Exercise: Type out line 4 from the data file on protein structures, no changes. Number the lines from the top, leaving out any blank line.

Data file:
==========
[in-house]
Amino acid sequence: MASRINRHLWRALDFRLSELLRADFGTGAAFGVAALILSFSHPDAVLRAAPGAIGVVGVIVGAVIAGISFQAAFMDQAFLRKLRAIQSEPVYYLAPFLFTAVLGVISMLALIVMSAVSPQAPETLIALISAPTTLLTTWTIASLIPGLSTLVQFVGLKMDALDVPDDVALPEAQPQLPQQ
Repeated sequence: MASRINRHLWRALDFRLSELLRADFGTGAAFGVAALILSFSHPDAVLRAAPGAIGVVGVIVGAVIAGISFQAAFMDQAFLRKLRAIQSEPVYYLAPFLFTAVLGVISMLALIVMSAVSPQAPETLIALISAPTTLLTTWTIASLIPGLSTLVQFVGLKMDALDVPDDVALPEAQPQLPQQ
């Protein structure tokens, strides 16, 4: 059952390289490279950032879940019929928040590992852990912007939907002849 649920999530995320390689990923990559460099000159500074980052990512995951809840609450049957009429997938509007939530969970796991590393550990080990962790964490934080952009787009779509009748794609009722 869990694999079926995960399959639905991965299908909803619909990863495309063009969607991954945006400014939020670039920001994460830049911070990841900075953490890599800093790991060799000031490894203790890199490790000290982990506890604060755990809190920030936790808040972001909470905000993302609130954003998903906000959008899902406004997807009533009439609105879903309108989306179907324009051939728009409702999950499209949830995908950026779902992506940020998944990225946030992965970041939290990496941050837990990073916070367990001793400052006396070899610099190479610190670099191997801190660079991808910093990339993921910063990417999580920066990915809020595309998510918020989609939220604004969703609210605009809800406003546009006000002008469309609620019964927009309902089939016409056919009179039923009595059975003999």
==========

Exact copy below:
């Protein structure tokens, strides 16, 4: 059952390289490279950032879940019929928040590992852990912007939907002849 649920999530995320390689990923990559460099000159500074980052990512995951809840609450049957009429997938509007939530969970796991590393550990080990962790964490934080952009787009779509009748794609009722 869990694999079926995960399959639905991965299908909803619909990863495309063009969607991954945006400014939020670039920001994460830049911070990841900075953490890599800093790991060799000031490894203790890199490790000290982990506890604060755990809190920030936790808040972001909470905000993302609130954003998903906000959008899902406004997807009533009439609105879903309108989306179907324009051939728009409702999950499209949830995908950026779902992506940020998944990225946030992965970041939290990496941050837990990073916070367990001793400052006396070899610099190479610190670099191997801190660079991808910093990339993921910063990417999580920066990915809020595309998510918020989609939220604004969703609210605009809800406003546009006000002008469309609620019964927009309902089939016409056919009179039923009595059975003999």